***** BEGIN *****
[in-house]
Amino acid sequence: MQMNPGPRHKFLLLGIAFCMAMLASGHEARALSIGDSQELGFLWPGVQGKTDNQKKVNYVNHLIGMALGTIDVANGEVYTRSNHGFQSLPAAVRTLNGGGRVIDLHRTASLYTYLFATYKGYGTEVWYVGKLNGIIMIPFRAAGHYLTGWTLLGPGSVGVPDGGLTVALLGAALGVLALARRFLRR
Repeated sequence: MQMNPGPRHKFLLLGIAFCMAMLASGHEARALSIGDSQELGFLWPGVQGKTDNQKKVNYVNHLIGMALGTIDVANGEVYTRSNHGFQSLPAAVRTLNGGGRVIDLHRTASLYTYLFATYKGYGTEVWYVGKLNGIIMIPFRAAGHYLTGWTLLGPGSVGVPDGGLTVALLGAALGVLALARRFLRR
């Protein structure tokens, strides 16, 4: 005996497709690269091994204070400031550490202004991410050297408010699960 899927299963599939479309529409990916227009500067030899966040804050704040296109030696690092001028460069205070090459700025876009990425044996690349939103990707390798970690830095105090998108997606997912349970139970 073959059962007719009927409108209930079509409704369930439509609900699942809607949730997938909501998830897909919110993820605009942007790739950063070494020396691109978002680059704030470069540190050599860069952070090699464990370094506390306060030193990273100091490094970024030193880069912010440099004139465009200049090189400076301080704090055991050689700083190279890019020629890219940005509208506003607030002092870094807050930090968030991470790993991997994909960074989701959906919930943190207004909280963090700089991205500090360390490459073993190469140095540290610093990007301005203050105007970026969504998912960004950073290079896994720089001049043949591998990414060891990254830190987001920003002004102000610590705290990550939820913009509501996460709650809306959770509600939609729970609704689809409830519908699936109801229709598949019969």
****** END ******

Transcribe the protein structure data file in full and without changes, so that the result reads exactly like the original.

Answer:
[in-house]
Amino acid sequence: MQMNPGPRHKFLLLGIAFCMAMLASGHEARALSIGDSQELGFLWPGVQGKTDNQKKVNYVNHLIGMALGTIDVANGEVYTRSNHGFQSLPAAVRTLNGGGRVIDLHRTASLYTYLFATYKGYGTEVWYVGKLNGIIMIPFRAAGHYLTGWTLLGPGSVGVPDGGLTVALLGAALGVLALARRFLRR
Repeated sequence: MQMNPGPRHKFLLLGIAFCMAMLASGHEARALSIGDSQELGFLWPGVQGKTDNQKKVNYVNHLIGMALGTIDVANGEVYTRSNHGFQSLPAAVRTLNGGGRVIDLHRTASLYTYLFATYKGYGTEVWYVGKLNGIIMIPFRAAGHYLTGWTLLGPGSVGVPDGGLTVALLGAALGVLALARRFLRR
């Protein structure tokens, strides 16, 4: 005996497709690269091994204070400031550490202004991410050297408010699960 899927299963599939479309529409990916227009500067030899966040804050704040296109030696690092001028460069205070090459700025876009990425044996690349939103990707390798970690830095105090998108997606997912349970139970 073959059962007719009927409108209930079509409704369930439509609900699942809607949730997938909501998830897909919110993820605009942007790739950063070494020396691109978002680059704030470069540190050599860069952070090699464990370094506390306060030193990273100091490094970024030193880069912010440099004139465009200049090189400076301080704090055991050689700083190279890019020629890219940005509208506003607030002092870094807050930090968030991470790993991997994909960074989701959906919930943190207004909280963090700089991205500090360390490459073993190469140095540290610093990007301005203050105007970026969504998912960004950073290079896994720089001049043949591998990414060891990254830190987001920003002004102000610590705290990550939820913009509501996460709650809306959770509600939609729970609704689809409830519908699936109801229709598949019969």